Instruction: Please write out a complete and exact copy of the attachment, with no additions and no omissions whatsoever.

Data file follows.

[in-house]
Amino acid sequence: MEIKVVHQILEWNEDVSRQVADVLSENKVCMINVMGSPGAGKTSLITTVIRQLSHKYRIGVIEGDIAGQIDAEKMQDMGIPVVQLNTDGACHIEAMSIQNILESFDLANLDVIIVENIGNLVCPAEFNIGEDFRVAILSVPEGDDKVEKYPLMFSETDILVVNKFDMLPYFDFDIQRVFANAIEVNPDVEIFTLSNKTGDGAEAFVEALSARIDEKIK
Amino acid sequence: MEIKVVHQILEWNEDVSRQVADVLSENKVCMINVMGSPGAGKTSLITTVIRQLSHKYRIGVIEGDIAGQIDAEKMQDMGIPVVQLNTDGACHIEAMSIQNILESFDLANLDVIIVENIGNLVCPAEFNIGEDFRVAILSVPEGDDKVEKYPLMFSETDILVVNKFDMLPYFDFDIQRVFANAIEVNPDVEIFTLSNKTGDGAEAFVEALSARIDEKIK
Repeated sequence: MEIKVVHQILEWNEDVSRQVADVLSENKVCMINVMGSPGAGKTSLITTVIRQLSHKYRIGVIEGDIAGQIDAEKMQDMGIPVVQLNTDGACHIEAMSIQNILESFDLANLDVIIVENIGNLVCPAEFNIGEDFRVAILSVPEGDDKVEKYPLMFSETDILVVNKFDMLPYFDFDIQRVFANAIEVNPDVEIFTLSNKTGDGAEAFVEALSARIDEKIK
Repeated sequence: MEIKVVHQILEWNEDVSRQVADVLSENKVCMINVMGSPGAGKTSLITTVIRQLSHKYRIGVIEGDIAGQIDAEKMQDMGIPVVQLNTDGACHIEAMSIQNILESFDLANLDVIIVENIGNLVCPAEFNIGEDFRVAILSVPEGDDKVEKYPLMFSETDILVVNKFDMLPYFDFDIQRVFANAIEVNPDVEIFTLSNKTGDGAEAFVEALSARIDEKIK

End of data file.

[in-house]
Amino acid sequence: MEIKVVHQILEWNEDVSRQVADVLSENKVCMINVMGSPGAGKTSLITTVIRQLSHKYRIGVIEGDIAGQIDAEKMQDMGIPVVQLNTDGACHIEAMSIQNILESFDLANLDVIIVENIGNLVCPAEFNIGEDFRVAILSVPEGDDKVEKYPLMFSETDILVVNKFDMLPYFDFDIQRVFANAIEVNPDVEIFTLSNKTGDGAEAFVEALSARIDEKIK
Amino acid sequence: MEIKVVHQILEWNEDVSRQVADVLSENKVCMINVMGSPGAGKTSLITTVIRQLSHKYRIGVIEGDIAGQIDAEKMQDMGIPVVQLNTDGACHIEAMSIQNILESFDLANLDVIIVENIGNLVCPAEFNIGEDFRVAILSVPEGDDKVEKYPLMFSETDILVVNKFDMLPYFDFDIQRVFANAIEVNPDVEIFTLSNKTGDGAEAFVEALSARIDEKIK
Repeated sequence: MEIKVVHQILEWNEDVSRQVADVLSENKVCMINVMGSPGAGKTSLITTVIRQLSHKYRIGVIEGDIAGQIDAEKMQDMGIPVVQLNTDGACHIEAMSIQNILESFDLANLDVIIVENIGNLVCPAEFNIGEDFRVAILSVPEGDDKVEKYPLMFSETDILVVNKFDMLPYFDFDIQRVFANAIEVNPDVEIFTLSNKTGDGAEAFVEALSARIDEKIK
Repeated sequence: MEIKVVHQILEWNEDVSRQVADVLSENKVCMINVMGSPGAGKTSLITTVIRQLSHKYRIGVIEGDIAGQIDAEKMQDMGIPVVQLNTDGACHIEAMSIQNILESFDLANLDVIIVENIGNLVCPAEFNIGEDFRVAILSVPEGDDKVEKYPLMFSETDILVVNKFDMLPYFDFDIQRVFANAIEVNPDVEIFTLSNKTGDGAEAFVEALSARIDEKIK